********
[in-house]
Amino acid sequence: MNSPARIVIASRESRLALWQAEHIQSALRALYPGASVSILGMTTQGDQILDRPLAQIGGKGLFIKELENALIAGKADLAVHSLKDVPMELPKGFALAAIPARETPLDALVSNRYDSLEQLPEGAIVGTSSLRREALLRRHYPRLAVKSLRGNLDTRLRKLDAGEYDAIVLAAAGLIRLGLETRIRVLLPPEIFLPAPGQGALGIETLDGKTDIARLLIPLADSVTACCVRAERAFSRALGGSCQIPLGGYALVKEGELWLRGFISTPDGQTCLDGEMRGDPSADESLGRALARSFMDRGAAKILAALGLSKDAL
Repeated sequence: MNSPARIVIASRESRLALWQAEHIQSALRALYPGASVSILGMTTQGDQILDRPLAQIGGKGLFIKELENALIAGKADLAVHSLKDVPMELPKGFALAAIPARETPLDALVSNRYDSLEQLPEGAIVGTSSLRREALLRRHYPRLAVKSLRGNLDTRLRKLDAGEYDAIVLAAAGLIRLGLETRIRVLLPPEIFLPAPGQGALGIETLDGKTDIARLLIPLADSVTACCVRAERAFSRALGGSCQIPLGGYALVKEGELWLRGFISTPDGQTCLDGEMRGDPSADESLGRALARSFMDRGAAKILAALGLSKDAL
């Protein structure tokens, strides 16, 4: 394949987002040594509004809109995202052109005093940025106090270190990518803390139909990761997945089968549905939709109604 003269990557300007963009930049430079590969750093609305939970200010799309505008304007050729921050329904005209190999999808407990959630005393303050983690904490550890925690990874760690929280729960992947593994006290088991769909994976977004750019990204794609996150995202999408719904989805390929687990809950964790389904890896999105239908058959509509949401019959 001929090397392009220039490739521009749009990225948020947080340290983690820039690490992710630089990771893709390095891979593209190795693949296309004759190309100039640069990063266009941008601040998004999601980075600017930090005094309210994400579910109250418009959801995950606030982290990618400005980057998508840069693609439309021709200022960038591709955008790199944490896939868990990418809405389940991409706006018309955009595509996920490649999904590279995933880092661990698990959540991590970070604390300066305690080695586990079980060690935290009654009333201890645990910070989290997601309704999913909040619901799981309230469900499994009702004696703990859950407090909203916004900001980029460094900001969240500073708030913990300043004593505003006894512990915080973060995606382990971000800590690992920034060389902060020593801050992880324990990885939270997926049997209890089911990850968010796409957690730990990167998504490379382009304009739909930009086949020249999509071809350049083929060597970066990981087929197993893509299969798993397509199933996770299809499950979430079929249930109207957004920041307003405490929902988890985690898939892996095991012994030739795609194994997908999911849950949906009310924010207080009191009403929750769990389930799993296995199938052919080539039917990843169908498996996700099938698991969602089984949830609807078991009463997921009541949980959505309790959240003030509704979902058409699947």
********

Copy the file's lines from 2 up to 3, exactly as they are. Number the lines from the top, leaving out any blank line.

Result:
Amino acid sequence: MNSPARIVIASRESRLALWQAEHIQSALRALYPGASVSILGMTTQGDQILDRPLAQIGGKGLFIKELENALIAGKADLAVHSLKDVPMELPKGFALAAIPARETPLDALVSNRYDSLEQLPEGAIVGTSSLRREALLRRHYPRLAVKSLRGNLDTRLRKLDAGEYDAIVLAAAGLIRLGLETRIRVLLPPEIFLPAPGQGALGIETLDGKTDIARLLIPLADSVTACCVRAERAFSRALGGSCQIPLGGYALVKEGELWLRGFISTPDGQTCLDGEMRGDPSADESLGRALARSFMDRGAAKILAALGLSKDAL
Repeated sequence: MNSPARIVIASRESRLALWQAEHIQSALRALYPGASVSILGMTTQGDQILDRPLAQIGGKGLFIKELENALIAGKADLAVHSLKDVPMELPKGFALAAIPARETPLDALVSNRYDSLEQLPEGAIVGTSSLRREALLRRHYPRLAVKSLRGNLDTRLRKLDAGEYDAIVLAAAGLIRLGLETRIRVLLPPEIFLPAPGQGALGIETLDGKTDIARLLIPLADSVTACCVRAERAFSRALGGSCQIPLGGYALVKEGELWLRGFISTPDGQTCLDGEMRGDPSADESLGRALARSFMDRGAAKILAALGLSKDAL